When you begin to feel queasy, stay busy. Grab the wheel to feel a sense of control or focus on a small task.
Many professional mariners suggest putting an earpiece or earplug in your non-dominant ear to provide balance. (If you are left-handed, place the earpiece in your right ear.)
Don’t take any medication or pharmaceuticals for seasickness without first consulting your doctor.
Scopolamine patches work for some people, but not for all. They require a prescription and can be expensive. For me, they caused severe headaches that were worse than the seasickness.
Some antihistamines can help with seasickness and motion sickness, but you should consult a doctor before taking them.
Some serotonin-based anti-nausea drugs have been known to help sufferers of motion sickness and seasickness, but definitely consult a doctor before using them.
Migraine medications have been known to help with motion sickness, but please be sure to consult a doctor before using them.
Some seizure medications may help with seasickness, but you should consult a doctor before using them.
If possible, lie flat on your back in the cabin in the middle of the ship and try to sleep (sometimes this is not possible if you are sailing with a small crew). Either stand up or lie flat on your back when you feel the seasickness set in. Don’t sit.
Try to eat, but avoid spicy, acidic, or fatty food. Eat bland foods (crackers, bread, bananas, rice, plain pasta, applesauce, toast, etc.). Avoid dairy, alcohol, and anything that may make you feel bad on land. If it upsets your tummy on land, it will most definitely upset it at sea. Consider the reverse tastes of food (for example, an apple or banana tastes a lot better coming back up than tuna or yoghurt).
Stay hydrated. Hydrate well the day before and the morning of departure. This means avoiding alcohol and also taking at least a few sips of water, even during heavy bouts of vomiting. Hydration will also help to prevent muscle cramps.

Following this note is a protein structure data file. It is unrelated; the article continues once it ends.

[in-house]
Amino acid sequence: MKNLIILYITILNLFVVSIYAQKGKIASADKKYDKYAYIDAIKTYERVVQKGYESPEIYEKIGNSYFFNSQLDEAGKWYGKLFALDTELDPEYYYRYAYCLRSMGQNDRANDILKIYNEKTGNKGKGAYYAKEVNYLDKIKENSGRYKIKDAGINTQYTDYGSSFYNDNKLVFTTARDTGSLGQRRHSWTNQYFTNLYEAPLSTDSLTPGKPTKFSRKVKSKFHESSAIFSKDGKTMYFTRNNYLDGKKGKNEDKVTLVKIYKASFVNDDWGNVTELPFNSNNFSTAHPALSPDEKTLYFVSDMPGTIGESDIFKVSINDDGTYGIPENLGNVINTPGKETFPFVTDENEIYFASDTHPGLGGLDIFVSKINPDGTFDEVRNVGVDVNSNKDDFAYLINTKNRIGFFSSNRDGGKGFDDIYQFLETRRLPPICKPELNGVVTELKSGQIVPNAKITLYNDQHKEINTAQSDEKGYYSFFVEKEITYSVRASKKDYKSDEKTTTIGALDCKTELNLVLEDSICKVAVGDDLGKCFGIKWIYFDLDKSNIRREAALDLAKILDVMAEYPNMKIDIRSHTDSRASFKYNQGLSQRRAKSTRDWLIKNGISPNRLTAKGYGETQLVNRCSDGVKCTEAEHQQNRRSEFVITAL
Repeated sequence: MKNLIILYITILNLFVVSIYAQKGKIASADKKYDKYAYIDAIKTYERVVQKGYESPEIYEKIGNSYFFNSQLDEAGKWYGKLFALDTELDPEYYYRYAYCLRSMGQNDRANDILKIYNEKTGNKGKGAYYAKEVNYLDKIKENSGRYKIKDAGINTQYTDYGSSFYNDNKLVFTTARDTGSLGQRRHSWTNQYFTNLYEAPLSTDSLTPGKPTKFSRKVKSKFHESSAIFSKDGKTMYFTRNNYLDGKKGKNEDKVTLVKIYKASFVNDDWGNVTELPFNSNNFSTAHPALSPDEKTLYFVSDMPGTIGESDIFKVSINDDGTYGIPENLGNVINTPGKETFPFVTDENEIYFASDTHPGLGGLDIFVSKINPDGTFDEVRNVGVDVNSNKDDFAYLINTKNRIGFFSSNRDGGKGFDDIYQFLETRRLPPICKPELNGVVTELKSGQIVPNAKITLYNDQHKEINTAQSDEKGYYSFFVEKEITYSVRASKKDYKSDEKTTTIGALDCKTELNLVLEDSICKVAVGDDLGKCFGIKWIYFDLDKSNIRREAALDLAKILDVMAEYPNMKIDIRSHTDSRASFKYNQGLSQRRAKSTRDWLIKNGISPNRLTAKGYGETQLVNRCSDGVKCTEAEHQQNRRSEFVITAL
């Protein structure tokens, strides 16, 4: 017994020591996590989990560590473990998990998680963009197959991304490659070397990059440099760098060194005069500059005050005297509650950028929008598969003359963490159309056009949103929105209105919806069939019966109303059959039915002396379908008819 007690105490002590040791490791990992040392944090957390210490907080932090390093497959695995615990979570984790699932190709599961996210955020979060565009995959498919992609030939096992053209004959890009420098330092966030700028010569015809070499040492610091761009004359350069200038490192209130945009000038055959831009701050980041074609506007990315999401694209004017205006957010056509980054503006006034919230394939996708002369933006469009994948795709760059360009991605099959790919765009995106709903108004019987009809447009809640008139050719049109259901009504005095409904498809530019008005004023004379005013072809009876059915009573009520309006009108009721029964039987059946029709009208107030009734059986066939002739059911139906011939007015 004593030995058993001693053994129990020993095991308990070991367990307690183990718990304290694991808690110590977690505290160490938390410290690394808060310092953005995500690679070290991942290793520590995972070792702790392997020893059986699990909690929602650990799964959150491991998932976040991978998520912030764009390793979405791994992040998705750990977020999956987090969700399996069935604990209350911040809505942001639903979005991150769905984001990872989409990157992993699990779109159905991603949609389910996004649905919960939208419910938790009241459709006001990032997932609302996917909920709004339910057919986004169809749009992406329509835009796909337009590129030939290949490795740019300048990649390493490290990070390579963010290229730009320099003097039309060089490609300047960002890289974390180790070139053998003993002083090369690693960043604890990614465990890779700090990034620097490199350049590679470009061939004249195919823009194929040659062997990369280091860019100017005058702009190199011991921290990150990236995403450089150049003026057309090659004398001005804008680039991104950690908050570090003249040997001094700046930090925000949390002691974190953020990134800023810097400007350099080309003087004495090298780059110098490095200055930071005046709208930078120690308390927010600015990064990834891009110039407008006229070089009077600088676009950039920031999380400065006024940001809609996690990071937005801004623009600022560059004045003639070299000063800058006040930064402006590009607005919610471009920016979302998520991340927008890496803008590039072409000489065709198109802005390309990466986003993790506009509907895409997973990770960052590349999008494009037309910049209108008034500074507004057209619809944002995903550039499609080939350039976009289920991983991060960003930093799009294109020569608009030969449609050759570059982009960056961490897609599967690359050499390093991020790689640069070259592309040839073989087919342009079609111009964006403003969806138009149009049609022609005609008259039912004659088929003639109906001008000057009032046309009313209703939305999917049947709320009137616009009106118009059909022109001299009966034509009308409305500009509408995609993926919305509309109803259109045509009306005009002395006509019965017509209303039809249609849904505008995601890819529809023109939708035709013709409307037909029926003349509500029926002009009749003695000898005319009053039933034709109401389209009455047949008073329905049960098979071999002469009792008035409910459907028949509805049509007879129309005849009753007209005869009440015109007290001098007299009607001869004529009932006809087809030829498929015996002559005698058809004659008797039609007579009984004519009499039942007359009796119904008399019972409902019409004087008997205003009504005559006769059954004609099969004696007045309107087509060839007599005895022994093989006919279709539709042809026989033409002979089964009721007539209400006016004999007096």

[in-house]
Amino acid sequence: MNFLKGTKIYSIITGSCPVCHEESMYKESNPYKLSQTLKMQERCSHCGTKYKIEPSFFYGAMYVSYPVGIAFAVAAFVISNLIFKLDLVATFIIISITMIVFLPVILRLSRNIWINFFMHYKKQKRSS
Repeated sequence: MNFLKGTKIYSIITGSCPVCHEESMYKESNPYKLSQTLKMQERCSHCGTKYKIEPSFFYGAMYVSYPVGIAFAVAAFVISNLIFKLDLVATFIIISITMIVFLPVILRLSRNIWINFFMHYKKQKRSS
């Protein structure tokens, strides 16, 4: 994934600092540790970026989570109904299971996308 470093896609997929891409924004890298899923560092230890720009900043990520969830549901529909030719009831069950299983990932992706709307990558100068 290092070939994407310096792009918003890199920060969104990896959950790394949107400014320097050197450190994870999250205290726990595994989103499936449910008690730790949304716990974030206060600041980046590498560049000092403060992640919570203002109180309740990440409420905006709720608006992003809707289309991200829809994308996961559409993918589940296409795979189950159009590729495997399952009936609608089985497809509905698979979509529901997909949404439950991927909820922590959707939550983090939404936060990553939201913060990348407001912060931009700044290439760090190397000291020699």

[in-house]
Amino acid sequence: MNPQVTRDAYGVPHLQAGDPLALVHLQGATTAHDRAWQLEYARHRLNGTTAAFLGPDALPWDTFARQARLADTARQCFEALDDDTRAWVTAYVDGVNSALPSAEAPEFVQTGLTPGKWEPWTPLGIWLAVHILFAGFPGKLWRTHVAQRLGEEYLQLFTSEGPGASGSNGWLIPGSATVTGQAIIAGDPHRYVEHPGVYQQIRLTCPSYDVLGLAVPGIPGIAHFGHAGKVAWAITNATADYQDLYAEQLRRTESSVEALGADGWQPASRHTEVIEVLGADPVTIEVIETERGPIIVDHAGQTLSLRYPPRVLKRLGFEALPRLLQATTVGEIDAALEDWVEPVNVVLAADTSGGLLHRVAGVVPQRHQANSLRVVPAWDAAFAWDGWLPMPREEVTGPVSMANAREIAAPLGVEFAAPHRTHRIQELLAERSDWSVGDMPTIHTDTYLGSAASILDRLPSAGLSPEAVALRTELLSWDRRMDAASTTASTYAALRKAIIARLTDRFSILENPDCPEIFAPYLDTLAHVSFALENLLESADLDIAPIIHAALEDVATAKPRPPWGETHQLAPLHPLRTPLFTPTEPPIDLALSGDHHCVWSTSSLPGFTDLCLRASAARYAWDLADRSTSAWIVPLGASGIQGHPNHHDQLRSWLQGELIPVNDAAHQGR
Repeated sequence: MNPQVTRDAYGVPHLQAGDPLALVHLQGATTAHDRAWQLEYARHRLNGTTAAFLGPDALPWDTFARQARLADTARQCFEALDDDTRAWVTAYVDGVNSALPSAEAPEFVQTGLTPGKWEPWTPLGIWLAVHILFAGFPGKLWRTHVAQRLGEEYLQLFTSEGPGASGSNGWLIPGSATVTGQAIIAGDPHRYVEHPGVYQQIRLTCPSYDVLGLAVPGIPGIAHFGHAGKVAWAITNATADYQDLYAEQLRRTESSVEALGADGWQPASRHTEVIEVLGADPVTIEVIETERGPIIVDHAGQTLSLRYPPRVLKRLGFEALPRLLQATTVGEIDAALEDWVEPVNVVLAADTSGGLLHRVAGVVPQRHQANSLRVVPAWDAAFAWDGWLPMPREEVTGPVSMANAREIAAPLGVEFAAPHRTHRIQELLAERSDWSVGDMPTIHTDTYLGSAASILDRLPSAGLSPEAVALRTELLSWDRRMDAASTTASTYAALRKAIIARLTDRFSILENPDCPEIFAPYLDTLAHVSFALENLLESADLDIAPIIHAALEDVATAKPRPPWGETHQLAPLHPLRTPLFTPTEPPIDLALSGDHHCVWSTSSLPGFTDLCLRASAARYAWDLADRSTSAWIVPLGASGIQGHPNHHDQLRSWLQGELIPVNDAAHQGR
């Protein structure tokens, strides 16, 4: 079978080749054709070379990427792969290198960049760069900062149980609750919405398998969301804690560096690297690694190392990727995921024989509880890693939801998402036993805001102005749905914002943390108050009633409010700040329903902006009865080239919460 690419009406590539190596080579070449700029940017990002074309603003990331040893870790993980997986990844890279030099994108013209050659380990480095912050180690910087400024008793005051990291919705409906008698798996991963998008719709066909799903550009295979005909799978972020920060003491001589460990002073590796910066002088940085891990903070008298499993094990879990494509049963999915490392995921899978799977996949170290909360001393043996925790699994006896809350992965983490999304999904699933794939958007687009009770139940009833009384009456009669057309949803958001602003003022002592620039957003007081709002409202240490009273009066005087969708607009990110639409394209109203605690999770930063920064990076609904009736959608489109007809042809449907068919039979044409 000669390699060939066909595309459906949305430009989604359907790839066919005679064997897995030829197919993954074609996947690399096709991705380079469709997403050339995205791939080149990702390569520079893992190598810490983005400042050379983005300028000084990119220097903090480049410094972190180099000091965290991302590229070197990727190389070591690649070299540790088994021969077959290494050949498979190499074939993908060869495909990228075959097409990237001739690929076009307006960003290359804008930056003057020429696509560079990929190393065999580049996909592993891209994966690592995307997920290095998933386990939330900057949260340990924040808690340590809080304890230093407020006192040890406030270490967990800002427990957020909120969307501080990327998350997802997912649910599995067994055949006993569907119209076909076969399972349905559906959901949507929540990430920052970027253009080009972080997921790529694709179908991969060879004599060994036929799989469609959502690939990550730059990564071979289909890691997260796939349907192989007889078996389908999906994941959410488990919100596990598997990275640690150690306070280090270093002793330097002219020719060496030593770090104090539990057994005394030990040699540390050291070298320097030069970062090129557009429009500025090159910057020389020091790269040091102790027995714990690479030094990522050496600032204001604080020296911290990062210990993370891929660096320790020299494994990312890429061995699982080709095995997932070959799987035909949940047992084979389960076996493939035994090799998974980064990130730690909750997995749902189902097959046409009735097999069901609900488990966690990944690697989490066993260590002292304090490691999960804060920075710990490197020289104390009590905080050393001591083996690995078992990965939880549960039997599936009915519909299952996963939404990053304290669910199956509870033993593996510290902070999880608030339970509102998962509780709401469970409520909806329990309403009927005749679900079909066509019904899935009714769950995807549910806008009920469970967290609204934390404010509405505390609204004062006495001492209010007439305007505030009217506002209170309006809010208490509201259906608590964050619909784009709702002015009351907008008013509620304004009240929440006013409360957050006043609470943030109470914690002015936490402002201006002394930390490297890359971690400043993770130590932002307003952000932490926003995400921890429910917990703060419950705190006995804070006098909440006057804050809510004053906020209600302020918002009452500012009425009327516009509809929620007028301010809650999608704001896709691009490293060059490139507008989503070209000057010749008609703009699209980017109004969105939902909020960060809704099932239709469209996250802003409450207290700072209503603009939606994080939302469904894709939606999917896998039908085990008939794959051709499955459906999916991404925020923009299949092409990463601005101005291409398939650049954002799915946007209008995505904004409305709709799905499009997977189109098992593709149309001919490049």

Don’t try to cook in rough conditions. Instead, prepare in advance some snacks and cold meals and have them available to grab and eat quickly in the cockpit.
Prepare a thermos of ginger tea before departing and keep it handy in the cockpit in case the queasiness sets in. In fact, anything with ginger can be very helpful for sufferers of seasickness. Try ginger tea, powdered ginger capsules, ginger candy, ginger snaps, ginger ale, even raw ginger between the teeth has a very soothing effect.
Try peppermint to prevent seasickness. While sailing, I often would simply dab a little mint-flavoured toothpaste on my tongue and found it very helpful.
Try devices like wrist bands or sea bands.
Carrot juice, apricot juice, parsley, sage, rosemary and many other herbs and plants have been known to help with seasickness.
Aromatherapy has been known to help people avoid seasickness. Use a fine mist sprayer with distilled water, lemon oil, cedarwood oil, dill oil, lavender oil and a few drops of spearmint. Spray it lightly on your face.
If possible, lie in a hammock. This can greatly quell the motion.
Do not stare at objects your brain will interpret as stable. Anything that involves staring at one point such as reading a book, staring at a computer screen, doing detailed needlework, or even staring at a compass might bring on a bout of seasickness.
Try to relax and not focus on your fears. The anxiety of fear can greatly contribute to seasickness.
Hold a potato in your left hand or find another trick that you can convince yourself will work for you. Sometimes mind over matter works if you truly believe it.
When you feel the uneasiness set in, try to distract yourself with something that requires concentration (for example, recite the Greek Alphabet, count to 100 in German, sing or recite all the lyrics of a song, recite dialogue from your favourite movie). Listen to an audible book or music. In other words, distract your brain.
Embrace the things you love about being on the water and try to focus on the good things rather than the queasiness or the fear.
Arm yourself with information but try to avoid doing too much research about bodies of water or conditions that scare you.
Focus on the destination rather than the difficulty of the passage. Picture yourself on a soothing, relaxing beach (or wherever is your happy place).
Challenge yourself. For example, while suffering four straight days and nights of seasickness on a Bay of Biscay passage, I challenged myself to never miss a shift, no matter how badly I felt.
Everyone is different. If you are a sufferer of seasickness, use these tips as a guideline and then find what works for you.
About the Author
Michelle Segrest, journalist and sailor, has written a book about seasickness: “How to Battle Seasickness: 100 Tips to Help You Get Your Sea Legs,” available digitally or in paperback.
Michelle was the two Dicks guest on the Ocean Sailor Podcast episode 9 (listen here).